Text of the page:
Better option exists for Vancouver Island’s rail corridor

The only sustainable option for this corridor is an affordable, easy-to-maintain, paved, multi-use, non-motorized-vehicle trail.

To the Editor,

Re: Tentative agreement could see passenger rail return to Island, April 3.

Sure, a passenger train sounds like a great idea until you ask yourself and elected officials these key questions: Will it be affordable? Who would be utilizing train services? Will the schedule be convenient? Would the railway be utilized by freight trains as well as passenger to be feasible? Do you want coal trains to be running through your city or backyard?

The only sustainable option for this corridor in my opinion is an affordable, easy-to-maintain, paved, multi-use, non-motorized-vehicle trail running from Victoria to Courtenay and possibly beyond.Accessible from airports, B.C. Ferries, and all municipalities, this trail would put Vancouver Island on the eco-tourism map and invite the world to explore beautiful British Columbia and the Island in a unique way.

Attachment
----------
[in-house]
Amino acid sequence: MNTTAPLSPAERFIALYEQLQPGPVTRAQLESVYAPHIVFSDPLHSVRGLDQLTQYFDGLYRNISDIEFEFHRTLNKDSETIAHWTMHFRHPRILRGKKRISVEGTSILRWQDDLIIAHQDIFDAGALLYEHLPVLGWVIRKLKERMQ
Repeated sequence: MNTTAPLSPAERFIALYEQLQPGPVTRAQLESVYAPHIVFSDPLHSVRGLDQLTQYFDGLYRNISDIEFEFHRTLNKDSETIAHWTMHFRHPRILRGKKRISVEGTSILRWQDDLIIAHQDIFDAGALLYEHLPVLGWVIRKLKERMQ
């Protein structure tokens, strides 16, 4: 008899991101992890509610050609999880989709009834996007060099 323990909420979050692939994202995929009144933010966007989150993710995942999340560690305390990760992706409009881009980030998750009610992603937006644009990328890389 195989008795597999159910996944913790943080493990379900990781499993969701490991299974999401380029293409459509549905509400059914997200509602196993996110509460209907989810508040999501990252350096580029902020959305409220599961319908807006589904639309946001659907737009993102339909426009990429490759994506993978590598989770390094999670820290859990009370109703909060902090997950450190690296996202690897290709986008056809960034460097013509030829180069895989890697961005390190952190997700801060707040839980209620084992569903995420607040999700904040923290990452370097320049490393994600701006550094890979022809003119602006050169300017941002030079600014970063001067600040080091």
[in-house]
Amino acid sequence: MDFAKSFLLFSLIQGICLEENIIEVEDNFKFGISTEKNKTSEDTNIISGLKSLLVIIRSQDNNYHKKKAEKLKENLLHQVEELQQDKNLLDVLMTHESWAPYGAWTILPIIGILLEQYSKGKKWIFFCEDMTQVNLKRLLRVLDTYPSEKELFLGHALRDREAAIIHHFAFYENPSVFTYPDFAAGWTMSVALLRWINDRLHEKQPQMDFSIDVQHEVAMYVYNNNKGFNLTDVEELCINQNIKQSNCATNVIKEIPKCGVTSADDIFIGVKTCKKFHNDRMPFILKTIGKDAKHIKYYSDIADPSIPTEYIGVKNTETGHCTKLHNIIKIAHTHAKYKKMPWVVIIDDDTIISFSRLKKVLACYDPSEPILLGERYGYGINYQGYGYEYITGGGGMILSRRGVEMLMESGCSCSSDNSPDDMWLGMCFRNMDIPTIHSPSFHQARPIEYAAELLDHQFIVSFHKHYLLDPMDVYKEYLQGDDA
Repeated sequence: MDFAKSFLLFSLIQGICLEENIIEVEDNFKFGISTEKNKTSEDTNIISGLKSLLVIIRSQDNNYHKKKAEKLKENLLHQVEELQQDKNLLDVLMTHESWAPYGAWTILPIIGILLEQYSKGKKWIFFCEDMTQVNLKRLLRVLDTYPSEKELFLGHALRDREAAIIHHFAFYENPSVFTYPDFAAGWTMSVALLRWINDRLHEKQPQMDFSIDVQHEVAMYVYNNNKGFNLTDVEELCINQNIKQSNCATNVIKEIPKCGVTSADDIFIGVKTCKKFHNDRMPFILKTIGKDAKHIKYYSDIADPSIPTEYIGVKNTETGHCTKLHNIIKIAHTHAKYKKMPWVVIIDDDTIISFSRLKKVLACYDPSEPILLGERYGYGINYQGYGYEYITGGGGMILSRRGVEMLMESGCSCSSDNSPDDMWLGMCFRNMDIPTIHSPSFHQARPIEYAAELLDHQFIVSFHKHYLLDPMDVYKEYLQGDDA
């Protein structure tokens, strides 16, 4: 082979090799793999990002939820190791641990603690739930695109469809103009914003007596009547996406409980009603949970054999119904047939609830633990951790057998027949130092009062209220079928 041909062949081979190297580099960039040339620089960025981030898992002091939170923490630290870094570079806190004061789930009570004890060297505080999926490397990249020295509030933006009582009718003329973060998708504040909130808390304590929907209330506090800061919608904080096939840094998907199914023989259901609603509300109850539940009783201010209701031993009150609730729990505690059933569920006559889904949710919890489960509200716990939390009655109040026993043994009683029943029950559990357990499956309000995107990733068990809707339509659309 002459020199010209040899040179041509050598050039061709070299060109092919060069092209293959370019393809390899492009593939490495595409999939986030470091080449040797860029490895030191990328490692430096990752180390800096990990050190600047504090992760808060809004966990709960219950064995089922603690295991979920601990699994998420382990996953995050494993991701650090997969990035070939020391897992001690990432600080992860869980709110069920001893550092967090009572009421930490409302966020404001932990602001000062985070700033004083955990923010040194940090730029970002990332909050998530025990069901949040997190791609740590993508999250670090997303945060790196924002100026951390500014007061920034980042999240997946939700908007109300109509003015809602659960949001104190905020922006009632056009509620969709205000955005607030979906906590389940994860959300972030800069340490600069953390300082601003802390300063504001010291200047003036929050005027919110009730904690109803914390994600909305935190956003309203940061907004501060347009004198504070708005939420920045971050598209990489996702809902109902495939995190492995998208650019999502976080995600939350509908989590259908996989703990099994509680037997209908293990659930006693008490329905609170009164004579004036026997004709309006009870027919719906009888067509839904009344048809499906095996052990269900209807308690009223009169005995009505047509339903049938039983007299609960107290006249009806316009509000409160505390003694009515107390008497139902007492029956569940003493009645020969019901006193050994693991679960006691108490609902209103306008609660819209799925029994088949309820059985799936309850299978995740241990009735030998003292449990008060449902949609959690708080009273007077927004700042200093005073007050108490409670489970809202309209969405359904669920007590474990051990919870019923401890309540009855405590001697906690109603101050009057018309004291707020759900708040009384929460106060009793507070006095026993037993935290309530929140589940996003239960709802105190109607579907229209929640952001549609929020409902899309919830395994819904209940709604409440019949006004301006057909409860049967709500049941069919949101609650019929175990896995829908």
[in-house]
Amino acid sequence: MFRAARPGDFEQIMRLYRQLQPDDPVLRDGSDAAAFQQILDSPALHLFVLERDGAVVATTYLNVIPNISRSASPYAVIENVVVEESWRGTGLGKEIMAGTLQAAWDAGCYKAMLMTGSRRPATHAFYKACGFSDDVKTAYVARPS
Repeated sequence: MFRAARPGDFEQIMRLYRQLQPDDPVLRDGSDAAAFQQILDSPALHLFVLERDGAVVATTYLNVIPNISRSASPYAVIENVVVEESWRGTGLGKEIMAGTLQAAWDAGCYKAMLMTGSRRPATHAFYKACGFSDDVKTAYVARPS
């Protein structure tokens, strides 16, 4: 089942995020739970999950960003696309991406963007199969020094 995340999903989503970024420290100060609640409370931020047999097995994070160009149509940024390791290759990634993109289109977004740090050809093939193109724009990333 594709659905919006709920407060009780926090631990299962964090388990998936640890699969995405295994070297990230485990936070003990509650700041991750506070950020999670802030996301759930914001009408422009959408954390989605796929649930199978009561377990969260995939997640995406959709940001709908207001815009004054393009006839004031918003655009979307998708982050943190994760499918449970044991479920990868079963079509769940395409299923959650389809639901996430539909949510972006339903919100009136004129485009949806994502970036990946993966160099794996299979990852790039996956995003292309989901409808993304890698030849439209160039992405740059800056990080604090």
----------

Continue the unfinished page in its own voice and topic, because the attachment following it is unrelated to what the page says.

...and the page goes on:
Megan Olsenvia e-mail

 

Restore rail service one step at a time

To the Editor,

Re: Tentative agreement could see passenger rail return to Island, April 3.

The railway could consider smaller steps to begin operations. Repair and operate it in sections to restart service.

For the passenger car, it should serve Duncan to Victoria for commuters. The turnaround then could take tourists as far as Chemainus, stay long enough for dinner theatre or a mural walk. It would return to pick up commuters and back to Duncan for the night. Nanaimo should focus on freight. Fix the tracks through town first, for propane cars, then eventually fix the track to Port Alberni for freight and possibly a tourist car to Cathedral Grove and back.

Neil SaundersNanaimo

 

Train foundation should be trusted

To the Editor,

Re: Tentative agreement could see passenger rail return to Island, April 3.

I have been amazed at the amount of publicity given to the possible return of Via Rail passenger service on Vancouver Island. A small handful of politicians have made this a personal vendetta to stop all progress, because they don’t agree with who is at the helm.

These politicians seem to refer to their ‘experts,’ yet who are these experts? Do they have the credentials to challenge the professionals as well as the B.C. Safety Authority, or are they merely disgruntled protesters? To me it seems like they are experts in delaying a process that is very important to Vancouver Island’s future.

It’s time we get on board the train. We need to stop listening to these so-called ‘experts,’ and leave it to the professionals.

Mo TimeNanaimo

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